In many Asian traditions, soybeans have always undergone processes of fermentation and aging before they have been consumed. Soy sauces, soy curds (made into tofu), soy pastes (made into miso), and other soy products like tempeh have all been traditionally produced through methods that take time and revolve around the ability of microorganisms (mostly "friendly bacteria" that are very desirable inhabitants of our digestive tract) to convert the cooked soybeans into a more digestible, nutrient-rich, and health-supportive food. I've seen studies, for example, comparing soy foods fermented with the bacterium Bifidobacterium to non-fermented soy foods. In these studies (conducted on mice) the fermented foods were able to support the skin and connective tissue of the animals (by increasing the production of a substance called hyaluronic acid) in a way that the non-fermented products were not. Two phytoestrogens (called genistein and daidzen) were also found to be present in the fermented foods but not detectable in the non-fermented versions.
Research has clearly shown that soy proteins become more digestible with fermentation. A significant percentage of soy proteins get broken down into shorter protein strands (called polypeptides) or even into single amino acids during the process of fermentation. These protein forms require less chemical activity in our digestive tract and are much better prepared for digestion than whole, intact proteins.
I've also seen studies that examined traditional fermentation process used to make soy sauce (shoyu), and these studies suggest that the antioxidant properties of soy sauce and the potentially cancer-preventive properties of soy sauce are both related to the process of fermentation. In addition, these studies show that the risk of allergy to soy is decreased through the process of fermentation. This conclusion makes sense to me, because many food allergies involve our immune system's response to food proteins, and the proteins in soy are clearly changed during the fermentation process.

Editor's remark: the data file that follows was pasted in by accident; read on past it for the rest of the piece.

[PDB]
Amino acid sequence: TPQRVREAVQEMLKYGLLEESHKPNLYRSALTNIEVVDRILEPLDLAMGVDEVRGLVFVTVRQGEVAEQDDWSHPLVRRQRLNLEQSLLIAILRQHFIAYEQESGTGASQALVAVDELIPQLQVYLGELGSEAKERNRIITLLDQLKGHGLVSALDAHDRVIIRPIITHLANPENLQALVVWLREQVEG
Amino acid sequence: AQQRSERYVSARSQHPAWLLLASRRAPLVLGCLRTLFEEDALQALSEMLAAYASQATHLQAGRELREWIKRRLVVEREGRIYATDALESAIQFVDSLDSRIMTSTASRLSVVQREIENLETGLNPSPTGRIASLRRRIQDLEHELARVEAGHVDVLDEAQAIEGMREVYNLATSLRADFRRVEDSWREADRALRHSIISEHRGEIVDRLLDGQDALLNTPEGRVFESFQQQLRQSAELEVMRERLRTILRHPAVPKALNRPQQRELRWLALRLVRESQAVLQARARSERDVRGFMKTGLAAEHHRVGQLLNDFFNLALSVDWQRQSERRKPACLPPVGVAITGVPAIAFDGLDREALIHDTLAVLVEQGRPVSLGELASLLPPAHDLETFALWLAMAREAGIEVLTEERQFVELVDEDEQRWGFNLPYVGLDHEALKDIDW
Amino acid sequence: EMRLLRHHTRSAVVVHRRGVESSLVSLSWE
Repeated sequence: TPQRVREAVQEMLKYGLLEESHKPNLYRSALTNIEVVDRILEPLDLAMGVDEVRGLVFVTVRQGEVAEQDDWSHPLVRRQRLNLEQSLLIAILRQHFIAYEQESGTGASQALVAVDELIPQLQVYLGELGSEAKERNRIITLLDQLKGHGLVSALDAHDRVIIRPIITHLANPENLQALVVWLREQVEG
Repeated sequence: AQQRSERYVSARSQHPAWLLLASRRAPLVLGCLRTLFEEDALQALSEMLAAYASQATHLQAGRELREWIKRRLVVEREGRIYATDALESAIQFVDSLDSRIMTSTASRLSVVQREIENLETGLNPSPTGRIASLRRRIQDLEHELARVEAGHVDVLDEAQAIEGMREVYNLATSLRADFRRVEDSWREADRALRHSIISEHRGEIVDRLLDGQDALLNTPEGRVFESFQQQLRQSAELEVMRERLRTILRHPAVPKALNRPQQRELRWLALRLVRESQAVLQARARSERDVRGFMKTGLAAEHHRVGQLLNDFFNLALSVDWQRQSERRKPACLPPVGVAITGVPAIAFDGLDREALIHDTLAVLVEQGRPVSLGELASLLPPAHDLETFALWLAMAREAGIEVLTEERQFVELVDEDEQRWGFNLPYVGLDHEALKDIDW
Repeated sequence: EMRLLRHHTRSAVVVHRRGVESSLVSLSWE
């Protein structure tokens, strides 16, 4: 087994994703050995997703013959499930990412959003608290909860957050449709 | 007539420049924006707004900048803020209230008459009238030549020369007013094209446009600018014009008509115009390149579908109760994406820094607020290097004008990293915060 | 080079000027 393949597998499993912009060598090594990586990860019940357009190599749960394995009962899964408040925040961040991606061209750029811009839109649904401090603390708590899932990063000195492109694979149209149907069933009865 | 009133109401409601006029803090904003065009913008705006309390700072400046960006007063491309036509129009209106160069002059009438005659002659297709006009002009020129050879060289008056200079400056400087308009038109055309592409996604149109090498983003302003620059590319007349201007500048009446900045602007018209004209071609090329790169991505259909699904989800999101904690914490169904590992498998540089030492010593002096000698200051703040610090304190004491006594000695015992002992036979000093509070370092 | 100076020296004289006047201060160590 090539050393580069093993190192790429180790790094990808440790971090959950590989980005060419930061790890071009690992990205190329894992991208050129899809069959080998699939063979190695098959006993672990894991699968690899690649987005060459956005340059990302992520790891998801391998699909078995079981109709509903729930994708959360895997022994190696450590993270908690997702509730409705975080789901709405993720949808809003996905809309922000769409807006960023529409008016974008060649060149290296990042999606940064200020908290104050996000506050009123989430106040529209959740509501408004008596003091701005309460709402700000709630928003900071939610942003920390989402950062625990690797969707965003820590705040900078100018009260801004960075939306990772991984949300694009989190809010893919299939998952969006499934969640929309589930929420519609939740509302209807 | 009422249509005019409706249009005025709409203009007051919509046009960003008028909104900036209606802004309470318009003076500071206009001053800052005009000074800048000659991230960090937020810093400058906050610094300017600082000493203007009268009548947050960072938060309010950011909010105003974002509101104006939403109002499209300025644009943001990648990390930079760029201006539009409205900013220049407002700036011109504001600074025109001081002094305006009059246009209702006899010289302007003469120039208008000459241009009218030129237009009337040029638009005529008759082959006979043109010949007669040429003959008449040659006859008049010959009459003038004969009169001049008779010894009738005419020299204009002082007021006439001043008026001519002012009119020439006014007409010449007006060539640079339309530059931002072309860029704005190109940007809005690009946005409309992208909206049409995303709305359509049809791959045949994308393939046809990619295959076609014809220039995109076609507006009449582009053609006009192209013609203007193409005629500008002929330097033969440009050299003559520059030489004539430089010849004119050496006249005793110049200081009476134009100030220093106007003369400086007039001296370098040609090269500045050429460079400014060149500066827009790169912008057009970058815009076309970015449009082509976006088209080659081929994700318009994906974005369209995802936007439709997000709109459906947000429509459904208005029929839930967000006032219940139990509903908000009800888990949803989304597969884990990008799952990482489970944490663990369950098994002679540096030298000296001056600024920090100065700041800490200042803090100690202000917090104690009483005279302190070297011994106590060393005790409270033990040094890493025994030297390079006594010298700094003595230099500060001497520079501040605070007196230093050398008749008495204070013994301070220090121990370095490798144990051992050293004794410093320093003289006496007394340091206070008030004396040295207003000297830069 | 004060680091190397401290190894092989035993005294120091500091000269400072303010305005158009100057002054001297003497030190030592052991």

From a manufacturing standpoint, however, there are challenges with traditional fermentation methods for soy. Proper fermenting takes time, adds complexity to production, and may not match with existing consumer expectations in terms of texture or taste. Lengthy fermentation processes may also bring a cost factor into production. Preservation of unique characteristics in the final food product can also be an issue. The vast majority of soy products in the marketplace today is not fermented and therefore would be expected to lack the unique health benefits provided by soy foods that have been prepared using traditional fermentation methods.
While there appear to be special health benefits from the consumption of traditionally fermented soy foods, non-fermented soy foods can still make a very nourishing contribution to your diet. We definitely like some of the unique health-supporting aspects of fermented soy foods (and other fermented foods as well), but we encourage you to consider all types of whole soy products and their great potential for improving health and nourishment. (Please note that we prefer organic soybeans and foods made from them since they are not grown from genetically modified seeds.)
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